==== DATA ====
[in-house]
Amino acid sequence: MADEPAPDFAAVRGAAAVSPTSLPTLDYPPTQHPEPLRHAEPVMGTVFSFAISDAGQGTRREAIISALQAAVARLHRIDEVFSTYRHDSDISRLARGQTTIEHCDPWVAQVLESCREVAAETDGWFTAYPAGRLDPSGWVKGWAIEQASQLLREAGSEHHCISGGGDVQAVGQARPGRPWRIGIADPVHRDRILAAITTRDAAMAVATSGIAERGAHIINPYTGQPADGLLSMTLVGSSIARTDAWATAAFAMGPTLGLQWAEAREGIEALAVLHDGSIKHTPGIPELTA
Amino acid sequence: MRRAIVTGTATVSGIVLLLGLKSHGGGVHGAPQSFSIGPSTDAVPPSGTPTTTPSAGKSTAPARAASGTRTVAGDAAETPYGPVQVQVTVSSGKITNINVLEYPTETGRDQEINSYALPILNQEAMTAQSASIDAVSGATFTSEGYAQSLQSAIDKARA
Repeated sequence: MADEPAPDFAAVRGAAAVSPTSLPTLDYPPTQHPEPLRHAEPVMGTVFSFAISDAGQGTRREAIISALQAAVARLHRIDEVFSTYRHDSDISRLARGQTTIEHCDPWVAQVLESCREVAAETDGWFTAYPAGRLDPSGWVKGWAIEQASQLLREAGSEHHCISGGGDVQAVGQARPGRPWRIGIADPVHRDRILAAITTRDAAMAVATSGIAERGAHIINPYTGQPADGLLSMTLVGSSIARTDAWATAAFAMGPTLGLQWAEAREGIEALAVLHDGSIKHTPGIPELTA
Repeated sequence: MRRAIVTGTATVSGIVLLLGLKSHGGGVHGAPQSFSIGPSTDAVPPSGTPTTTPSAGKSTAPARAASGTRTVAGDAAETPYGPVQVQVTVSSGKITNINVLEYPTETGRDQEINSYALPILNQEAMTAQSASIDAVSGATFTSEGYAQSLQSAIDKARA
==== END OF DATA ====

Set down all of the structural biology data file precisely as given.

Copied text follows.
[in-house]
Amino acid sequence: MADEPAPDFAAVRGAAAVSPTSLPTLDYPPTQHPEPLRHAEPVMGTVFSFAISDAGQGTRREAIISALQAAVARLHRIDEVFSTYRHDSDISRLARGQTTIEHCDPWVAQVLESCREVAAETDGWFTAYPAGRLDPSGWVKGWAIEQASQLLREAGSEHHCISGGGDVQAVGQARPGRPWRIGIADPVHRDRILAAITTRDAAMAVATSGIAERGAHIINPYTGQPADGLLSMTLVGSSIARTDAWATAAFAMGPTLGLQWAEAREGIEALAVLHDGSIKHTPGIPELTA
Amino acid sequence: MRRAIVTGTATVSGIVLLLGLKSHGGGVHGAPQSFSIGPSTDAVPPSGTPTTTPSAGKSTAPARAASGTRTVAGDAAETPYGPVQVQVTVSSGKITNINVLEYPTETGRDQEINSYALPILNQEAMTAQSASIDAVSGATFTSEGYAQSLQSAIDKARA
Repeated sequence: MADEPAPDFAAVRGAAAVSPTSLPTLDYPPTQHPEPLRHAEPVMGTVFSFAISDAGQGTRREAIISALQAAVARLHRIDEVFSTYRHDSDISRLARGQTTIEHCDPWVAQVLESCREVAAETDGWFTAYPAGRLDPSGWVKGWAIEQASQLLREAGSEHHCISGGGDVQAVGQARPGRPWRIGIADPVHRDRILAAITTRDAAMAVATSGIAERGAHIINPYTGQPADGLLSMTLVGSSIARTDAWATAAFAMGPTLGLQWAEAREGIEALAVLHDGSIKHTPGIPELTA
Repeated sequence: MRRAIVTGTATVSGIVLLLGLKSHGGGVHGAPQSFSIGPSTDAVPPSGTPTTTPSAGKSTAPARAASGTRTVAGDAAETPYGPVQVQVTVSSGKITNINVLEYPTETGRDQEINSYALPILNQEAMTAQSASIDAVSGATFTSEGYAQSLQSAIDKARA